We've seen in many such systems that people who don't have anything to lose by under-producing under-produce. Not all men will work for that which they can have for free. John Galt doesn't care. An individual produces or perishes. This works.
A society that lives by Galt's standard will be arrogant, unfair and will disunited. People will not work together as they will be worried about whether their neighbors have the "virtue".
Quite the opposite. People will exchange value for value on terms that are acceptable to both. Products and services are worth what people are willing to pay. No more. No less. What is inherently unfair? One man's arrogance is another man's confidence... that is of little importance.
When Terry doesn't help Kicky in his time of need because he didn't rate as virtuous, you think Kicky is not going to remember this? This society will tend to break down into people who will never help each other.
That situation will be no more or less frequent in either society. If this hypothetical is intended to be total adherence; in Galt's Utopia you will see those who produce will always find a way to deal... and it would be scarce few who didn't. John Galt's philosophy allows for taking care of those who can't take care of themselves. It only punishes those who choose not to. Conversely, in the Jesus society, the masses would compete to be the most needy. Since no advantage could be expected for extra carricular work or thought, progress would be slow. This lack of opportunity for individual advancement would inevidibly result in rebelion eventually. Flip that coin... and look at how rewarding individual desire for more creates a creative environment where people constantly strive to improve, streamling and advance for greater profit.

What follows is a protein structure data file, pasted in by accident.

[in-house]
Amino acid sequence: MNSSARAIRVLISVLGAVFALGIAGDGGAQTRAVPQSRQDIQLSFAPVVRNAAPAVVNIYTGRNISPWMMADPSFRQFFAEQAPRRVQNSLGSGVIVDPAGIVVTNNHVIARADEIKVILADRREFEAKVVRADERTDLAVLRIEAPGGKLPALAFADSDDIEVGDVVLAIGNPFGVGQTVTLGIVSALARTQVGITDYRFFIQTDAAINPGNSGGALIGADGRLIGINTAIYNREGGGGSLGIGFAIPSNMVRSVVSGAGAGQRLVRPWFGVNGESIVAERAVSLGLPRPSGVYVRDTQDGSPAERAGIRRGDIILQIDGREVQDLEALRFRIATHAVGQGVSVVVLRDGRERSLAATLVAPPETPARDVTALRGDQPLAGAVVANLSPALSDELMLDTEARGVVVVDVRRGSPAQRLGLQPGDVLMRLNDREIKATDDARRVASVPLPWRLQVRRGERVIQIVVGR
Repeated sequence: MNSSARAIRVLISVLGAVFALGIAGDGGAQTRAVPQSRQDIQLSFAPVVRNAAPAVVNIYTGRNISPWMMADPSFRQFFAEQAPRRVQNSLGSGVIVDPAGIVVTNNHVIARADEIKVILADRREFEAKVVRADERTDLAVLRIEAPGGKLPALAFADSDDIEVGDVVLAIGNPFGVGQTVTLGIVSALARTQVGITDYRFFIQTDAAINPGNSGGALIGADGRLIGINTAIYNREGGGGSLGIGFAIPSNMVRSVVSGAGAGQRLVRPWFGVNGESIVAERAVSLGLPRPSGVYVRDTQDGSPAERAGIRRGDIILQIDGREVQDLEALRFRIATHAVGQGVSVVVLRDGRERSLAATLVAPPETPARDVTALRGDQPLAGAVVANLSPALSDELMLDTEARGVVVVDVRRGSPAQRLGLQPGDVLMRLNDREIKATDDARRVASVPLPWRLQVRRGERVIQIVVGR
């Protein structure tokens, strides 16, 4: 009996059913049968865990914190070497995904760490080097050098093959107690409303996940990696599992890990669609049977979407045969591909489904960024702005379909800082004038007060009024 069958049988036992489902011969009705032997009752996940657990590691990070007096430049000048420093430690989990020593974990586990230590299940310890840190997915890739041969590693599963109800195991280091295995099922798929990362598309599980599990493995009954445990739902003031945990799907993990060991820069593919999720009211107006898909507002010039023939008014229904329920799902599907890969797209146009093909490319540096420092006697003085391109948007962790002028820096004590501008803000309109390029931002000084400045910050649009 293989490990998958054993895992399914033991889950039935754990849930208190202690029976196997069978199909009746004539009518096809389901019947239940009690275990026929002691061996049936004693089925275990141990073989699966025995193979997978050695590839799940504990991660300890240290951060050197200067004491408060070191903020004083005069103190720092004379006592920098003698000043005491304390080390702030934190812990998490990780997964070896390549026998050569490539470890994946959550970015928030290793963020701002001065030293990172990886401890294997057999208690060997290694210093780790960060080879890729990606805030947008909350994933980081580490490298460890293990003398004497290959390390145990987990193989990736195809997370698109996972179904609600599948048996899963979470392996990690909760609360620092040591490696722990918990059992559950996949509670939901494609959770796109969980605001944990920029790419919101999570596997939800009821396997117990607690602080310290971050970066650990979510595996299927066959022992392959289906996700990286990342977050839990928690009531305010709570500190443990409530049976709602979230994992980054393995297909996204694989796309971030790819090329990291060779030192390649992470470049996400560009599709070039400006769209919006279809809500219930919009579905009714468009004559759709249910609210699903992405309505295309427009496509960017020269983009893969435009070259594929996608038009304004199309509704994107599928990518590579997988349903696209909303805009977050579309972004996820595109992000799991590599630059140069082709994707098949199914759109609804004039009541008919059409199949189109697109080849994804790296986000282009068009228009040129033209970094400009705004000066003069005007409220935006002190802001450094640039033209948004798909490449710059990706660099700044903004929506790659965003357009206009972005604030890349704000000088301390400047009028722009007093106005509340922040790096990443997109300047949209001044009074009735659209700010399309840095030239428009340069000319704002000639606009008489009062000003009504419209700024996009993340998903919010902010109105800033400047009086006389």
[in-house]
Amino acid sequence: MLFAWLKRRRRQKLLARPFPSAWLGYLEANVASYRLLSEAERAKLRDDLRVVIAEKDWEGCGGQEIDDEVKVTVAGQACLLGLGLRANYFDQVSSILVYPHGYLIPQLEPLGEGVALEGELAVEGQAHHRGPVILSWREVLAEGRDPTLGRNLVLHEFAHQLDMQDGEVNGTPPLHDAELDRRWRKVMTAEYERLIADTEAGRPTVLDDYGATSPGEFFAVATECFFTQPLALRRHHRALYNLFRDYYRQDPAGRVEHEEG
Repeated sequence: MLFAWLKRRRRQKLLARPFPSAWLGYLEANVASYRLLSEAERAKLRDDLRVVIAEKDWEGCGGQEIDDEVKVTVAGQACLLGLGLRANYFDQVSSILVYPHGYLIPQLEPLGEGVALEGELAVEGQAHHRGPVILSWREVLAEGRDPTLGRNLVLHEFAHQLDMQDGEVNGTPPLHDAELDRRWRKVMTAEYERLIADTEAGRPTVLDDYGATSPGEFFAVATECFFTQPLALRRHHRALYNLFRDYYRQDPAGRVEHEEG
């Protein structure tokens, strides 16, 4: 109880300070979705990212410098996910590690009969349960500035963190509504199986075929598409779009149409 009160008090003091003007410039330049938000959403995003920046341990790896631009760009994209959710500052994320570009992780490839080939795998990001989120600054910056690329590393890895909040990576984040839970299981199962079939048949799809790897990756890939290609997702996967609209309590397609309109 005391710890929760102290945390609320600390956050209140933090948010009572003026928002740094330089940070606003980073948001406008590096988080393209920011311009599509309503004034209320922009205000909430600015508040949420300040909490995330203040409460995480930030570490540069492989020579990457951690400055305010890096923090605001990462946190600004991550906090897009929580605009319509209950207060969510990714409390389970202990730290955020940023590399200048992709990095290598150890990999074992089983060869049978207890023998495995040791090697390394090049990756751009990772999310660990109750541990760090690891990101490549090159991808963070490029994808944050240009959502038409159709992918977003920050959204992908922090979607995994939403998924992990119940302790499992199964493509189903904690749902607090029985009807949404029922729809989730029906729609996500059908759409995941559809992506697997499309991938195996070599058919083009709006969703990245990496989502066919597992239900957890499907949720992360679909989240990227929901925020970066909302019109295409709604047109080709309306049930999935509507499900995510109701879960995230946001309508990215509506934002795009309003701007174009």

A community that excepts the philosophy of Christ will have more confident people who work together for the good of all. Under Galt's philosophy people will be arrogant, and will face the arrogance and judgement of others. They will not have support during times of need nor work together with their neighbors.
While Christ's communtity stagnates with everyone trying to produce at the level of the lowest common denominator and worries about equally distributing what little they produce; John Galt's society is a production Haven where everyone is competing to produce the most so there is more than enough excess wealth for taking care of those who can't help themselves. Those who choose
not to are banished from the society or perish. Contrary to Christ's community where a minimum standard becomes glaringly necessary and punishments for failing to meet it will no doubt prove necessary as well, in Galt's every one does what the decide of there own free will.
Galt= Punishes lazy non-production. Society without restriction succeeds. Only criminals who infringe on freedom are "forced" to do anything.
Jesus= Rewards lazy non-production. Society therefore becomes lazier and lazier until they are forced to create laws where people are forced to do things.
This is before we even address the problems inherent in letting those who don't know what it takes to produce wealth, take control of it.
That, is the simple truth, as Galt and I see it.